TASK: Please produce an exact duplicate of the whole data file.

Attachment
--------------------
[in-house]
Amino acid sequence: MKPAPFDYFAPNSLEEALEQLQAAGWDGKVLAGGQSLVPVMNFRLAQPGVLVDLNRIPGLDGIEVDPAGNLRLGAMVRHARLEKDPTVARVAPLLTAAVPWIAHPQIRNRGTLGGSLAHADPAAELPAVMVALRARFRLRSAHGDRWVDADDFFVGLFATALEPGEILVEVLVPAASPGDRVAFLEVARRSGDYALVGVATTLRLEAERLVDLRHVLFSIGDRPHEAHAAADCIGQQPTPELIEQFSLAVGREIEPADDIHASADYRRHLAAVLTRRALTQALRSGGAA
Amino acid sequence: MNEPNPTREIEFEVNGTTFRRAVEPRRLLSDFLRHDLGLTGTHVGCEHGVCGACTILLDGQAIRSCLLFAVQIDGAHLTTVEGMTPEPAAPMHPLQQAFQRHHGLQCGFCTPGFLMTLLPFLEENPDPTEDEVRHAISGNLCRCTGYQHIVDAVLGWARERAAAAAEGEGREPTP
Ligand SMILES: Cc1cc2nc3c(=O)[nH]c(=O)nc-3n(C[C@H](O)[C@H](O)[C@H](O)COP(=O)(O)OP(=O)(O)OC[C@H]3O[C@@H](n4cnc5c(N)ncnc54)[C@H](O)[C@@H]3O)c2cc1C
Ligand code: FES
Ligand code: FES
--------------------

[in-house]
Amino acid sequence: MKPAPFDYFAPNSLEEALEQLQAAGWDGKVLAGGQSLVPVMNFRLAQPGVLVDLNRIPGLDGIEVDPAGNLRLGAMVRHARLEKDPTVARVAPLLTAAVPWIAHPQIRNRGTLGGSLAHADPAAELPAVMVALRARFRLRSAHGDRWVDADDFFVGLFATALEPGEILVEVLVPAASPGDRVAFLEVARRSGDYALVGVATTLRLEAERLVDLRHVLFSIGDRPHEAHAAADCIGQQPTPELIEQFSLAVGREIEPADDIHASADYRRHLAAVLTRRALTQALRSGGAA
Amino acid sequence: MNEPNPTREIEFEVNGTTFRRAVEPRRLLSDFLRHDLGLTGTHVGCEHGVCGACTILLDGQAIRSCLLFAVQIDGAHLTTVEGMTPEPAAPMHPLQQAFQRHHGLQCGFCTPGFLMTLLPFLEENPDPTEDEVRHAISGNLCRCTGYQHIVDAVLGWARERAAAAAEGEGREPTP
Ligand SMILES: Cc1cc2nc3c(=O)[nH]c(=O)nc-3n(C[C@H](O)[C@H](O)[C@H](O)COP(=O)(O)OP(=O)(O)OC[C@H]3O[C@@H](n4cnc5c(N)ncnc54)[C@H](O)[C@@H]3O)c2cc1C
Ligand code: FES
Ligand code: FES